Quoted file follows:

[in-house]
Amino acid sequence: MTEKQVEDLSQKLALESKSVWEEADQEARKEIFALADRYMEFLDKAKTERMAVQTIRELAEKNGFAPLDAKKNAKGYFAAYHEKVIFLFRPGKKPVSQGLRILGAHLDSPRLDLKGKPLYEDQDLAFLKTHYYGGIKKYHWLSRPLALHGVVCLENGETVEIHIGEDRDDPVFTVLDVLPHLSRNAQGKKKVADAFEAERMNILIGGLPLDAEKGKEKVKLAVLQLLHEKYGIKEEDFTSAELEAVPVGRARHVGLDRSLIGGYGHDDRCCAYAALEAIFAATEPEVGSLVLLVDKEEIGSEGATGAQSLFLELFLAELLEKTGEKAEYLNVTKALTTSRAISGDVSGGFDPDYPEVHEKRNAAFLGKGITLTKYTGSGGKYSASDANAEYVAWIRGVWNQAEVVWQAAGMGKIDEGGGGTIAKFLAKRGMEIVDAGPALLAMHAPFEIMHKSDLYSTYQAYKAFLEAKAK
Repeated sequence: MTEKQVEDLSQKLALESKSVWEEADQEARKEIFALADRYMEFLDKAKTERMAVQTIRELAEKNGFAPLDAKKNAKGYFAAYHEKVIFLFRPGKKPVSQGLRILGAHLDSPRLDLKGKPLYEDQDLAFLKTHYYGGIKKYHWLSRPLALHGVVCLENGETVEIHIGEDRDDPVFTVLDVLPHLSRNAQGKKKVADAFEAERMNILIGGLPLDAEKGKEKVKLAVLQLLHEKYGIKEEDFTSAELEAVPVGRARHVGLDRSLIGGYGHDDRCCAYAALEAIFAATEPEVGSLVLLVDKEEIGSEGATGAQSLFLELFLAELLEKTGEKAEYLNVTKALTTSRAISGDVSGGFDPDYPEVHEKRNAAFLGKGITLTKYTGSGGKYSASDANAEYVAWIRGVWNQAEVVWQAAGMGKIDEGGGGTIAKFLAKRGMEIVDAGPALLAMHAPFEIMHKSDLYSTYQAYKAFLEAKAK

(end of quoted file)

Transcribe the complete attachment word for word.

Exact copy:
[in-house]
Amino acid sequence: MTEKQVEDLSQKLALESKSVWEEADQEARKEIFALADRYMEFLDKAKTERMAVQTIRELAEKNGFAPLDAKKNAKGYFAAYHEKVIFLFRPGKKPVSQGLRILGAHLDSPRLDLKGKPLYEDQDLAFLKTHYYGGIKKYHWLSRPLALHGVVCLENGETVEIHIGEDRDDPVFTVLDVLPHLSRNAQGKKKVADAFEAERMNILIGGLPLDAEKGKEKVKLAVLQLLHEKYGIKEEDFTSAELEAVPVGRARHVGLDRSLIGGYGHDDRCCAYAALEAIFAATEPEVGSLVLLVDKEEIGSEGATGAQSLFLELFLAELLEKTGEKAEYLNVTKALTTSRAISGDVSGGFDPDYPEVHEKRNAAFLGKGITLTKYTGSGGKYSASDANAEYVAWIRGVWNQAEVVWQAAGMGKIDEGGGGTIAKFLAKRGMEIVDAGPALLAMHAPFEIMHKSDLYSTYQAYKAFLEAKAK
Repeated sequence: MTEKQVEDLSQKLALESKSVWEEADQEARKEIFALADRYMEFLDKAKTERMAVQTIRELAEKNGFAPLDAKKNAKGYFAAYHEKVIFLFRPGKKPVSQGLRILGAHLDSPRLDLKGKPLYEDQDLAFLKTHYYGGIKKYHWLSRPLALHGVVCLENGETVEIHIGEDRDDPVFTVLDVLPHLSRNAQGKKKVADAFEAERMNILIGGLPLDAEKGKEKVKLAVLQLLHEKYGIKEEDFTSAELEAVPVGRARHVGLDRSLIGGYGHDDRCCAYAALEAIFAATEPEVGSLVLLVDKEEIGSEGATGAQSLFLELFLAELLEKTGEKAEYLNVTKALTTSRAISGDVSGGFDPDYPEVHEKRNAAFLGKGITLTKYTGSGGKYSASDANAEYVAWIRGVWNQAEVVWQAAGMGKIDEGGGGTIAKFLAKRGMEIVDAGPALLAMHAPFEIMHKSDLYSTYQAYKAFLEAKAK